Big 12: Atiyyah Ellison
The Tigers are still looking for their first Big 12 title, but they've had many memorable players dot their rosters over the decade.
Here's a look at the best of them. The toughest decision was to leave Justin Gage off the team at wide receiver, although I opted to go with an alignment much like offensive coordinator David Yost preferred, with one running back, two wide receivers and two tight ends. My team is reflected with that strategy.
QB: Chase Daniel
RB: Zack Abron
WR: Jeremy Maclin
WR: Danario Alexander
TE: Chase Coffman
TE: Martin Rucker
OL: Joel Clinger
OL: Tony Palmer
OL: Kurtis Gregory
OL: Rob Droege
C: Adam Spieker
DL: Justin Smith
DL: Atiyyah Ellison
DL: Lorenzo Williams
DL: Ziggy Hood
LB: Sean Weatherspoon
LB: Marcus Bacon
LB: Brock Christopher
DB: William Moore
DB: Pig Brown
DB: David Overstreet
DB: Shirdonya Mitchell
K: Jeff Wolfert
P: Jake Harry
KR: Jeremy Maclin
Offensive player of the decade: QB Chase Daniel. Orchestrated the Tigers’ back-to-back North Division championship teams in 2007-08, finishing fourth in the Heisman race in 2007 and setting the school’s career total offense and passing records as a senior.
Defensive player of the decade: LB Sean Weatherspoon. Lightly recruited player who emerged to become the dominant defensive player for the Tigers during his three-season career as a starter, leading the team in tackles each season.
Coach of the decade: Gary Pinkel. After struggling in his first two seasons, has taken the Tigers to a bowl game in every season except one, including two Big 12 title games and a No. 4 finish in the 2007 season.
Memory of the decade: Missouri’s 36-28 victory over Kansas in a 2007 showdown for the Big 12 North title pushed the Tigers to their first Big 12 championship game appearance. Daniel completed 40 of 49 passes for 361 yards and three touchdowns, but the game wasn’t settled until Lorenzo Williams sacked Todd Reesing for a safety to ice the victory.
Posted by ESPN.com's Tim Griffin
Top Missouri recruit Sheldon Richardson is headed for junior college after failing to qualify academically.
Several Missouri newspapers report that Richardson is head to the College of the Sequoias in Visalia, Calif., to improve his grades.
Richardson told the St. Louis Post-Dispatch that he still plans to attend Missouri after junior college.
"I'm not opening up my recruiting: It's still Mizzou," he told the Post-Dispatch Tuesday morning. "It's going to hold up. Me and (assistant coach Cornell) Ford and (head coach) Gary Pinkel and Coach (Curtis) Allen (in California) planned a year-and-a-half and then I'll be back."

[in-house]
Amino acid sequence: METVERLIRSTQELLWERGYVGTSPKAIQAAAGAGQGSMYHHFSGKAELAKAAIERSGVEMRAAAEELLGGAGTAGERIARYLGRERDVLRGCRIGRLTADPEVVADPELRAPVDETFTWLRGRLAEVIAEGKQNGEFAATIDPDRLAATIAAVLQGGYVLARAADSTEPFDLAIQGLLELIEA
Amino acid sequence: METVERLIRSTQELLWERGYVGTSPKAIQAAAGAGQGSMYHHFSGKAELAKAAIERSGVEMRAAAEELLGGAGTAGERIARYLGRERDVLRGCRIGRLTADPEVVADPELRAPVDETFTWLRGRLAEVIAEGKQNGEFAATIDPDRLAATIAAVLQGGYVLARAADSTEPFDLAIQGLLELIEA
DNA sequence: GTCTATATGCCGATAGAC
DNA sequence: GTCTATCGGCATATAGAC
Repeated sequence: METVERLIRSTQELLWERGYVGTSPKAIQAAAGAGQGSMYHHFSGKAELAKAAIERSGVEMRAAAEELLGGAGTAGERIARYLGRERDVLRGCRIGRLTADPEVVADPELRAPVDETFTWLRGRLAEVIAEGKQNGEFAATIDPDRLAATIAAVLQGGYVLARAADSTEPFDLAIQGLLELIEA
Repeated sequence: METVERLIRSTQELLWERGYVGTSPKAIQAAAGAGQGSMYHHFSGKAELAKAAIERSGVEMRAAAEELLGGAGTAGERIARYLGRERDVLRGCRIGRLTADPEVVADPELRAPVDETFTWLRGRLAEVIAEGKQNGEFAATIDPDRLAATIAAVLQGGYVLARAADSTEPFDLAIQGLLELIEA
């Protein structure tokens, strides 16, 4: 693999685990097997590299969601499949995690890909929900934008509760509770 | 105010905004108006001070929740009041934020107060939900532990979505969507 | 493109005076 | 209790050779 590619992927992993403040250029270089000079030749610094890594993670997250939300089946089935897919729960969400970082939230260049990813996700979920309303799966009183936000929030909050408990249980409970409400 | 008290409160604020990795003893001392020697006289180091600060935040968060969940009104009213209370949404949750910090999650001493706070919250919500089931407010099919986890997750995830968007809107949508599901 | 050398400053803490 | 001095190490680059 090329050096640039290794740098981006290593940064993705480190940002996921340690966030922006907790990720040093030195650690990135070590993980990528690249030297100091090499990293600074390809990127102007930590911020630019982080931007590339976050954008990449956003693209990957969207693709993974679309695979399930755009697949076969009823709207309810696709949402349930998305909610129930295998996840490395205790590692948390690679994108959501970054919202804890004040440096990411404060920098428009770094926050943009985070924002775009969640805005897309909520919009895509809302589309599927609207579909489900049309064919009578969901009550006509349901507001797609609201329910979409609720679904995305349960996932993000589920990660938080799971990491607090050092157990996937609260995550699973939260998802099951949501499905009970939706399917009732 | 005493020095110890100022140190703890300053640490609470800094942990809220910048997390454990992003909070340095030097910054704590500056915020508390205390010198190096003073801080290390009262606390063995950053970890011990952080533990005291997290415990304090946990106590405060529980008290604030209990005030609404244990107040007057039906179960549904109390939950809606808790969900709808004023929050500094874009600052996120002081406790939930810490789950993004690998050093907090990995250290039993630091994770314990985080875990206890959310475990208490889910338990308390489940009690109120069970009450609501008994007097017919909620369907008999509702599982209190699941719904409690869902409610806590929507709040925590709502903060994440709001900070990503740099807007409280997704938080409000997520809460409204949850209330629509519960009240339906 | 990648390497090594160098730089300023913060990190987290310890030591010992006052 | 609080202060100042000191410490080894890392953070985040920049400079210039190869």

The Columbia Daily Tribune reported that several key Tigers over the years have faced similar educational challenges before attending Missouri. Players like defensive lineman Atiyyah Ellison, cornerback Darnell Terrell and tailback Damien Nash all attended junior college before enrolling again at Missouri. Richardson will have to earn his associate's degree from junior college before enrolling at Missouri, plus sign another letter of intent.
Interestingly, Richardson and his family had been impressed with Missouri's potential plan if he did not qualify academically. When he announced he would be attending Missouri back in February, those plans were among the major reasons he opted to attend that school rather than Miami. The Hurricanes were Richardson's other finalist.
Richardson plans to play both tight end and defensive tackle at junior college with eventual plans to try to play both positions in college.
And he also made a direct promise to Kansas fans on his Facebook page of his plans when he returns to Missouri, according to the Kansas City Star.
"While I'm there, we won't lose (to KU)," Richardson wrote.
Richardson's loss is a disappointment to Pinkel and his staff, but I don't really know how seriously they thought his chances of qualifying would be. They likely prepared for the worst and if Richardson would become eligible, it would be a bonus.
But he could still develop into the kind of player that recruiting analysts were salivating about, at the most important of all defensive positions.
Some recruiting analysts have said that Richardson could develop into the kind of player that Nebraska's Ndamukong Suh or Oklahoma's Gerald McCoy are for their respective teams.
If so, Richardson would still be well worth the wait.